“There’s so many things that you wouldn’t be able to know even working here for a year,” said Yakunin, who calls Dorval “Papa Dan.” “We’re going to need someone that’s been here awhile.”

Dorvall served on the Nikolaevsk volunteer fire department beginning in 1998, and left that role a few years ago. 

“I used to call myself a ‘man of many hats,’ but I’m starting to shed some of those hats,” said Dorvall.   

He and his wife, Luba, operate Luba’s Garden and sell their produce at Homer Farmers’ Market.

“We took it over from my wife’s parents, who said they were getting older and it was hard for them and why didn’t we take it over. We said we’d help,” said Dorvall. “The first year, 2006, we helped. In 2007, we ended up kind of taking it over and we’ve been doing it ever since.”

Dorvall and his wife have three daughters. The eldest lives and works in Anchorage; the middle daughter is a senior at Nikolaevsk High School, plays basketball and is looking at colleges for next year; the youngest is in the eighth grade at Nikolaevsk and also plays basketball.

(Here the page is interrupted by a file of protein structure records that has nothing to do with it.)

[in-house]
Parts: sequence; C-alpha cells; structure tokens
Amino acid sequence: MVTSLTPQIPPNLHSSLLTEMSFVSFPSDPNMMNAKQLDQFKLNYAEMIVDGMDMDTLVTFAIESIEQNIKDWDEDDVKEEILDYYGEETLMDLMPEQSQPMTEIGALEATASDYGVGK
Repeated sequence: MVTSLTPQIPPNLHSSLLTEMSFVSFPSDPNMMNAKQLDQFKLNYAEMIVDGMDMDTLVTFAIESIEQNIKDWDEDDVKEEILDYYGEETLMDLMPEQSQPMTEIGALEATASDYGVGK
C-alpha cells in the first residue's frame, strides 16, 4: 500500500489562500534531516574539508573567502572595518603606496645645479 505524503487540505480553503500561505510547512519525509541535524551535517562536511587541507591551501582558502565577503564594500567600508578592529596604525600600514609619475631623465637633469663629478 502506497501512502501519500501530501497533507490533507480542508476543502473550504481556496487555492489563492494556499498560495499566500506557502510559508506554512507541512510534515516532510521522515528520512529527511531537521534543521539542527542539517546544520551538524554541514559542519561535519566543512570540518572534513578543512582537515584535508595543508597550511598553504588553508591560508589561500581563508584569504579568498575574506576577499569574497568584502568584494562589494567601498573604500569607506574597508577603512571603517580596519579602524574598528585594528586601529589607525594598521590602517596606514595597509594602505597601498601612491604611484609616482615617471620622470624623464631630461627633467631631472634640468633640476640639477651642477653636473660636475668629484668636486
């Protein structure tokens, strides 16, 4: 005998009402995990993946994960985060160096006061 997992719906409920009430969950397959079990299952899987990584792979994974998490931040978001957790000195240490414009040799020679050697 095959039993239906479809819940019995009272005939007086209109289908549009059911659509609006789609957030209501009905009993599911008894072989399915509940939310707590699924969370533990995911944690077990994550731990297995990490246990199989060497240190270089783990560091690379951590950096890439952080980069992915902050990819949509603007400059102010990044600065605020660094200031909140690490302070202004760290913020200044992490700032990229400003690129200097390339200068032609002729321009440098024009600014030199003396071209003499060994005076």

In addition to the garden and parenting, there is another hat Dorvall isn’t ready to shed. Since 1992, he has been custodian of Nikolaevsk School.

“I’ve got about five more years before I can retire from the school,” he said.

McKibben Jackinsky can be reached at mckibben.jackinsky@homernews.com.

More in News

Teaser
Then Now: Looking back on pandemic response

Comparing messaging from 1918 to 2021

Damage in a corner on the inside of the middle and high school building of Kachemak Selo School Nov. 12, 2019, in Kachemak Selo, Alaska. (Photo by Victoria Petersen/Peninsula Clarion)
Repair costs rise as school facilities deteriorate

About $420 million worth of maintenance is needed at Kenai Peninsula Borough School District buildings.

Golden-yellow birch trees and spruce frame a view of Aurora Lagoon and Portlock Glacier from a trail in the Cottonwood-Eastland Unit of Kachemak Bay State Park off East End Road on Sunday, Oct. 3, 2021, near Homer, Alaska. (Photo by Michael Armstrong)